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Swedish fashion giant H&M saw third-quarter sales in some of its key markets “nosedive” after problems with a new logistics system.

While global group sales grew 9% year on year to reach Skr64.8bn ($7.35bn), sales in the US, Belgium, France and Italy declined by 8%.

It blamed a new logistics apparatus that had been designed to speed up shipments but actually interrupted deliveries throughout the past six months.

Today, H&M CEO Karl-Johan Persson admitted the blip had cost the company some $45.3m in Q3 alone.

“In the US, France, Italy and Belgium, store sales were negatively impacted by the problems that arose when we introduced new logistics systems in these markets. Intensive work to correct the problems – now largely resolved – resulted in extraordinary costs of around Skr400m in the quarter.

“The new logistics systems are an essential part of our work to make our supply chain faster, more flexible and more efficient, and to continue the integration of stores and online,” he said.

However, supply chain analysts have said the retailer’s troubles illustrated how important more accurate demand forecasting had become for the garment and fashion industry.

Neil Chapman, partner at Infosys Consulting, said: “H&M’s profit dive provides a classic example of a retailer inaccurately forecasting consumer spending – resulting in a warehouse full of stock, profits shrinking and inventories piling up.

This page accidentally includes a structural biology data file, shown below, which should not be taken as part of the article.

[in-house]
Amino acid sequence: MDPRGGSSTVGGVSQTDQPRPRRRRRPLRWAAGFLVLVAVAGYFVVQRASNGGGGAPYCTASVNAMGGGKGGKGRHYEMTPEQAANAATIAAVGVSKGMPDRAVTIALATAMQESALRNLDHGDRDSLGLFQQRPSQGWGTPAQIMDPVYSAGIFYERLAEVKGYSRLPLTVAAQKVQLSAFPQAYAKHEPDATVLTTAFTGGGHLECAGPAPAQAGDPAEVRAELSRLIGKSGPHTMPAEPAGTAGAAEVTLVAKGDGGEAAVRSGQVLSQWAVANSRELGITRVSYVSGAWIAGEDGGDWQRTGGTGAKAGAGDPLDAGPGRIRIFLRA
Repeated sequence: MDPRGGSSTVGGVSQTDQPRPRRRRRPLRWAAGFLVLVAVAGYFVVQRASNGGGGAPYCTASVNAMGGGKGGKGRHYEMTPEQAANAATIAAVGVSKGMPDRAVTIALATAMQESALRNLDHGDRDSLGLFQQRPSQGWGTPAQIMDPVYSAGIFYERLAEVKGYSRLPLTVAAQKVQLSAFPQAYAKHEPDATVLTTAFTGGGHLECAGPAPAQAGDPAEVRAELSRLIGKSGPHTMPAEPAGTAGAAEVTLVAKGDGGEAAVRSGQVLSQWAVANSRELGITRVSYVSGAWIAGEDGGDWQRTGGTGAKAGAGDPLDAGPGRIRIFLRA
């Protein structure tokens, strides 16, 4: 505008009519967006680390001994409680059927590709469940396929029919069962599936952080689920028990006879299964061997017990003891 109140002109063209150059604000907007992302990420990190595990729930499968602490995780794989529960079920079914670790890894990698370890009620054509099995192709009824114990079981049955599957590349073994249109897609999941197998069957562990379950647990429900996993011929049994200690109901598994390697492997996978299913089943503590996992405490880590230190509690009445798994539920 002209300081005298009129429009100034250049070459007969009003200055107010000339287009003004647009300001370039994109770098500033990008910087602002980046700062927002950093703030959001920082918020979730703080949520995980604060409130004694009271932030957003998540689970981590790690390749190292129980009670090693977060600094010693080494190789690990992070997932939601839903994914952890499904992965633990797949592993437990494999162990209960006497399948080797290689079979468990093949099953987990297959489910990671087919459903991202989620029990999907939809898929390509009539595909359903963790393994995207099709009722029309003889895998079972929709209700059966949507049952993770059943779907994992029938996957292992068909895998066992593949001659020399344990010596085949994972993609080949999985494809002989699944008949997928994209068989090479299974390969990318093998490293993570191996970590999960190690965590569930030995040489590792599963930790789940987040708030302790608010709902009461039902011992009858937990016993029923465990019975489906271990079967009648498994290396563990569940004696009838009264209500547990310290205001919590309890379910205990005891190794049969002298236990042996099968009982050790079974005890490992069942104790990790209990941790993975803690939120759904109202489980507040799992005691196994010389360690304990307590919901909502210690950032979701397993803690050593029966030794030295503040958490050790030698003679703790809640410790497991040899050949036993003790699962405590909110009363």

“While H&M’s new logistics system and store concepts succeeded in increasing sales figures, profits have taken a nosedive. It seems that the budget fashion house did not predict just how vital the supply chain is when it comes to maximising sales.

“H&M’s problem highlights the need for accurate forecasting and getting the product mix right. It’s great for retailers to work with marketing to boost new products, but if this isn’t communicated and shared with sales and supply, then the journey stops there and the warehouse is left with a surplus of incorrect stock,” he said.

The problems also impacted the group’s year-to-date profits. The company reported a gross profit for the first nine months of the year of Skr80.3bn, compared with Skr80.2bn last year, but margins declined from 53.6% to 52.1%.

Its profit, after financial items, declined 29%, falling from Skr15.9bn to Skr11.3bn in the first nine months.

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